COVID Precautions

(From left to right) Joseph Chouinard, John Tuttle, Will Stringer, and Dylan Brown eat lunch at a more socially distant table. Mealtime has changed this year with the enforcement of 4 to a table in a bid to stay safe.

COVID-19 has rocked the world disrupting schools, government, restaurants, movie theaters, and all social life.  A team of administrators and counselors met each week this summer to create a plan to return to school in person.  

They decided to focus on three big precautions: masks, sanitizing, and social distancing. With the implementation of masks and the social distancing standard, there are also temperature checkpoints and a heightened sense of awareness for everyone. 

“Our goal is to make it to May,” dean of students Dave Cormier said. “How likely that is, I don’t know. Every day, every week we get is a win for us.”

With the goal set before them, students have adjusted to the protocols set in place.

“Masks haven’t really been bad,” Cameron Mallisee ‘21 said. “I mean, it sucks when it’s hot out and they get uncomfortable, but it’s bearable.”

All that is required is to wear a mask all day, every day, except during sports and in a student’s own dorm room. If masks aren’t on, then social distancing is expected.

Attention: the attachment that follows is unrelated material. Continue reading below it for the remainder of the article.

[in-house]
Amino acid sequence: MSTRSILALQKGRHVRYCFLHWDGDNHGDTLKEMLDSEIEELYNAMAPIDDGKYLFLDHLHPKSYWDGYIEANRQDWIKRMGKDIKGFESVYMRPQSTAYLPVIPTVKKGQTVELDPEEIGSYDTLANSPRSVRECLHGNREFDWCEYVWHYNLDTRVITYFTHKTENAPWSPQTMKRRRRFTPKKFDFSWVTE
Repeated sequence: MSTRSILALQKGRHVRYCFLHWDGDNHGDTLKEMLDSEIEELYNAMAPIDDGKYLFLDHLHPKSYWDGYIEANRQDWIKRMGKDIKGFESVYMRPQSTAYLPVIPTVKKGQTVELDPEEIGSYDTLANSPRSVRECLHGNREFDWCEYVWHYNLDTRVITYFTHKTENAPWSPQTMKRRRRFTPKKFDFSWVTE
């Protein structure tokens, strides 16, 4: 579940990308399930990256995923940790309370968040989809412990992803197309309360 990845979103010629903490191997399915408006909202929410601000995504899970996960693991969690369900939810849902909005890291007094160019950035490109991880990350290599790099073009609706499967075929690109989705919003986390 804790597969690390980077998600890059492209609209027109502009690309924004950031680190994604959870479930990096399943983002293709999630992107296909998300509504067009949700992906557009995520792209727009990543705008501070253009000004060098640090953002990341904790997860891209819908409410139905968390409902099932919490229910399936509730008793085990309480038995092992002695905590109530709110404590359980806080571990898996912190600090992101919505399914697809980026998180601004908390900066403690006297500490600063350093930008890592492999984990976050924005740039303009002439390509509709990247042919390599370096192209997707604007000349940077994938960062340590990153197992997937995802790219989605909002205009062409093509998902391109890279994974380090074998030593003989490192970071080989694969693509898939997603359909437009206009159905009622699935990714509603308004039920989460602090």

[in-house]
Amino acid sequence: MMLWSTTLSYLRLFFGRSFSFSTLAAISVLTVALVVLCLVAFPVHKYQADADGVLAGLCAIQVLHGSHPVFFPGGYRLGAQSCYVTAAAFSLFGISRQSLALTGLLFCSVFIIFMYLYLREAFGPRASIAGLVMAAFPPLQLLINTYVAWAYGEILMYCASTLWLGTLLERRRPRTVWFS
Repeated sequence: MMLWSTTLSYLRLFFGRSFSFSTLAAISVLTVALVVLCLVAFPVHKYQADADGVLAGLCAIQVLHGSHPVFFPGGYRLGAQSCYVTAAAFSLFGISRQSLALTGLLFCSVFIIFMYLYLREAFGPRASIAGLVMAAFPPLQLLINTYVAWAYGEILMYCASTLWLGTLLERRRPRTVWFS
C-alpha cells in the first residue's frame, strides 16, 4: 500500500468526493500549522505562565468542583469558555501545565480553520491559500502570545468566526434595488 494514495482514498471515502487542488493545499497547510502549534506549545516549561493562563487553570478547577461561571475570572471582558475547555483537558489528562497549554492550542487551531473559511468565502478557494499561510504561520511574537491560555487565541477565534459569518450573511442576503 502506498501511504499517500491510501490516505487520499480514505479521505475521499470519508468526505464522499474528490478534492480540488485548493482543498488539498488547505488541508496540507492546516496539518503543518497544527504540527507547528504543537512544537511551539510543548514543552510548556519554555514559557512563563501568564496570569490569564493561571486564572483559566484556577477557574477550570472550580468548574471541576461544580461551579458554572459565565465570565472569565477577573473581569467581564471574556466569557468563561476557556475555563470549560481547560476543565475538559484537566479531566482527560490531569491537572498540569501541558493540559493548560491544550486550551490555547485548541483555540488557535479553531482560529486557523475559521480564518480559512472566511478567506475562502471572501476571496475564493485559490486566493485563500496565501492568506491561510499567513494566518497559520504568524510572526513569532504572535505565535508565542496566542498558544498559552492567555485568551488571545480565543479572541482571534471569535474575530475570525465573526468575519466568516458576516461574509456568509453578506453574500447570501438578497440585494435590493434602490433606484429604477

“I think we’re doing outstanding, personally,” COVID core team member Dr. Thomas Rzemyk said. “We’ve been planning this since late January/early February so we’re very well prepared. It’s not easy to wear a mask to class and teach, but we’re doing a great job of it.”

With all of the precautions taken, COVID-19 can be kept isolated and away from our school. However in the event that school does go online, it will be a familiar situation.

“Everyone has already done it, so it’s not new, but we know a lot more, so the transition should be smoother,” biology teacher Dr. Randy Crnkovich said.  “I’m hoping we don’t have to, of course.”

 But, a few changes have been made to make it easier for students to manage coursework, such as the new learning management system[lms] Canvas. With this new system, some things about remote learning may be different

 “I think you’ll see a lot more live lectures,” Rzemyk said. “We want it to be as synchronous as possible. The goal is to make it exactly like a real school, just over a video camera.”

Possibly the biggest worry running through many minds is if they will get sick or not. But, students should know there is protocol for dealing with symptoms and potential cases.

“Immediately report it. One symptom may not be it, but two means an immediate send home, and testing,” Cormier said, emphasizing the importance of urgency and awareness.

With the school year starting up in full, the hope is to stay on top of the Coronavirus and have a full year in person.

“I think we’re doing pretty well,” Cormier said.  “There have been a few demerits, but I’m proud of our student body with how they’re respecting the mask policy.”

The Mount is produced by the students of Mount Michael Benedictine School.